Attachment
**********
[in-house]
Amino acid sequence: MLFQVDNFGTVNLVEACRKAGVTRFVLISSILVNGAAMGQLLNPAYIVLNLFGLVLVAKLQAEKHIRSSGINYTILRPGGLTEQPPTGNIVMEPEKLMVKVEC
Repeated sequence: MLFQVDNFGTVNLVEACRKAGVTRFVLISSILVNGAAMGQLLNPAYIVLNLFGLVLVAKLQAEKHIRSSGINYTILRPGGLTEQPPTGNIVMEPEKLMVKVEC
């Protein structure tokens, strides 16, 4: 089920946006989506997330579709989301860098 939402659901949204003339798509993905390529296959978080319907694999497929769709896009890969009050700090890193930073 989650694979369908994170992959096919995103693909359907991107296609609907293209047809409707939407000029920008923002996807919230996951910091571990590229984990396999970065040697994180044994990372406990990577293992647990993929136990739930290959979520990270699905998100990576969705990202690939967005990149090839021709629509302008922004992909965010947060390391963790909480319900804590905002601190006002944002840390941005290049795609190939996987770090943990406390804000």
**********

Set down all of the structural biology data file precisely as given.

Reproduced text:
[in-house]
Amino acid sequence: MLFQVDNFGTVNLVEACRKAGVTRFVLISSILVNGAAMGQLLNPAYIVLNLFGLVLVAKLQAEKHIRSSGINYTILRPGGLTEQPPTGNIVMEPEKLMVKVEC
Repeated sequence: MLFQVDNFGTVNLVEACRKAGVTRFVLISSILVNGAAMGQLLNPAYIVLNLFGLVLVAKLQAEKHIRSSGINYTILRPGGLTEQPPTGNIVMEPEKLMVKVEC
């Protein structure tokens, strides 16, 4: 089920946006989506997330579709989301860098 939402659901949204003339798509993905390529296959978080319907694999497929769709896009890969009050700090890193930073 989650694979369908994170992959096919995103693909359907991107296609609907293209047809409707939407000029920008923002996807919230996951910091571990590229984990396999970065040697994180044994990372406990990577293992647990993929136990739930290959979520990270699905998100990576969705990202690939967005990149090839021709629509302008922004992909965010947060390391963790909480319900804590905002601190006002944002840390941005290049795609190939996987770090943990406390804000």